• 2005 – The Riverstone & District Sports Council introduced a special annual sports award. It was named the Russell Magennis Award.
    • 2008 – Awarded the Riverstone High School Harmony Day Community Award.
    • 2008 – Won the Penrith District Junior Rugby League Volunteer of the Year Award.
    • 2008 – Awarded a NSW JRL Volunteer of the Year medal. This award was presented to Russell at a function organised by the NSW Rugby League held at the Balmain Leagues Club.
    • 2008 – Made a Life Member of the Penrith & Districts Junior Rugby League Association.
    • 2009 – Awarded the Riverstone Sports Council’s ‘Russell Magennis Award’ for a Lifetime of Service to Sport in Riverstone. The Award was presented with Russell receiving a standing ovation from those present.

Accepting the award from the Federal Member Louise Markus, he recalls being lost for words, but finally responded by thanking those concerned, and inviting all present to celebrate with a beer.

Russell and Louise Markus MP at the 2009 Memorial Club Sports awards.
Photo: Rosemary Phillis

This article appeared in the Rouse Hill Times 10th December, 2008, under the heading –


There are few people who embody the heart and soul of the community they serve. Russell Magennis is one of those men. Reporter David Catt spends time with one of Riverstone’s best.

Russ Magennis lives and breathes Riverstone. Unable to play Rugby League — the game he loves – due to lifelong battle with a spastic disorder, the 55 year old is determined to make sure the youth of Riverstone have a safe place to play the game.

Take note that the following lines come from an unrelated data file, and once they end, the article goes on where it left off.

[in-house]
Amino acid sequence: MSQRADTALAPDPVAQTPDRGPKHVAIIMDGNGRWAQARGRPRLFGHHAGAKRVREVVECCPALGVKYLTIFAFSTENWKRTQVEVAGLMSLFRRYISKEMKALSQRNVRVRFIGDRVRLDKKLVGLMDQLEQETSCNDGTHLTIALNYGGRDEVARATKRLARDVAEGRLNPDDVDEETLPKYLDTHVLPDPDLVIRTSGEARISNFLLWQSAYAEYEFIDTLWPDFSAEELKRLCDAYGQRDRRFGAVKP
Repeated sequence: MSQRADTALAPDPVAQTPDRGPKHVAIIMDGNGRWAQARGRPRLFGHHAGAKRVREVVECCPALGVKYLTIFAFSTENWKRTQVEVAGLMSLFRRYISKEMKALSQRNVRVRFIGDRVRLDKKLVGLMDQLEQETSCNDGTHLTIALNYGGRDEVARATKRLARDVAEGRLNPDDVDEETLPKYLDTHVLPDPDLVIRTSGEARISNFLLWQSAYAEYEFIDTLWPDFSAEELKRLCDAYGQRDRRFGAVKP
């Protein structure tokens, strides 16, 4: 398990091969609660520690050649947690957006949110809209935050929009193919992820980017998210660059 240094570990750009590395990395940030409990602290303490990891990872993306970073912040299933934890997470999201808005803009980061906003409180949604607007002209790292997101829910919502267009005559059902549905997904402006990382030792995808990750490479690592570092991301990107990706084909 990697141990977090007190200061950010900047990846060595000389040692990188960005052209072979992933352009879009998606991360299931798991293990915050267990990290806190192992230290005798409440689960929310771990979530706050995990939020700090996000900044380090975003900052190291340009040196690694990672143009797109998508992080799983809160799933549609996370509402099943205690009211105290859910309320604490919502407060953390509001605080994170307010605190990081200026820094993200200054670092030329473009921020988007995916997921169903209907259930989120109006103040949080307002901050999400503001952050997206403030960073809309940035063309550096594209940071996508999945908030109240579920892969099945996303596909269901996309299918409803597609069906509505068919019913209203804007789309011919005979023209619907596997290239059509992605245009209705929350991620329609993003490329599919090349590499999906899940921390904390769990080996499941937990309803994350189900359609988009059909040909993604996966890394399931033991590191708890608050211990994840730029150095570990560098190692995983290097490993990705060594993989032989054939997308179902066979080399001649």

From the moment he wakes to tend to Riverstone Park to the moment his head hits the pillow after training his beloved Riverstone Razorbacks, Russell serves the community with every breath. Since he was 16, Russell has been running around with the kids and he has been a Life Member of the club since 1984. In fact, it is often said around Riverstone that if you’ve played sport there, you’ve been coached by Russell.

“Years ago, one of my best mates asked me to come down here and give him a hand training the kids” he said. “I reckon I’ve trained 600 kids. If I had a reunion, I would have to have it at the park – you couldn’t fit them all in the club” he said. “A lot of kids are 40, going on 45, and they still remember me. We will go down to the club, I used to buy them milkshakes, now I buy them a beer.”

In that time he has taken the club to four grand finals, with back to back victories in the 1991 and 1992 seasons. When not coaching, he battles arthritis and uncooperative legs to mark out the fields, pick up the rubbish and maintain the clubhouse. But you will never hear Russell complain. “I’ve been a groundsman for the last 20 years, marking the fields, and I love it” he said.

“They nicknamed me “Young Basil” after Basil Andrews. They named the field after him, he was the guy who kicked the club off. They say while I’m alive Basil will never be dead.”

As he recalls a fallen mate and student, Boyd Hart who died earlier this year in a boating accident, you can see the love for his pupils past and present in his eyes as they mist over with sadness. To Russell, every one of the 600 kids he has coached is a Boyd Hart. “Rivo, all stick together, young Boydy had a boating accident and drowned and we all stuck together” he said. “He was one of my best mates, one of my first pupils, he was only 43.”

Russell’s love for the community is very clearly reciprocated. The sports council named the Dug- out in the park the Russell ‘Rusty’ Magennis Dug-out, and recently named one of their Annual Sports Awards after him. But for Russell its not about the plaudits. “ I just like being around the kids and I’m only doing it to keep the kids off the street. I love it, it keeps me going” he said.

Compiled by Clarrie Neal from information and photos supplied by Russell Magennis 2009.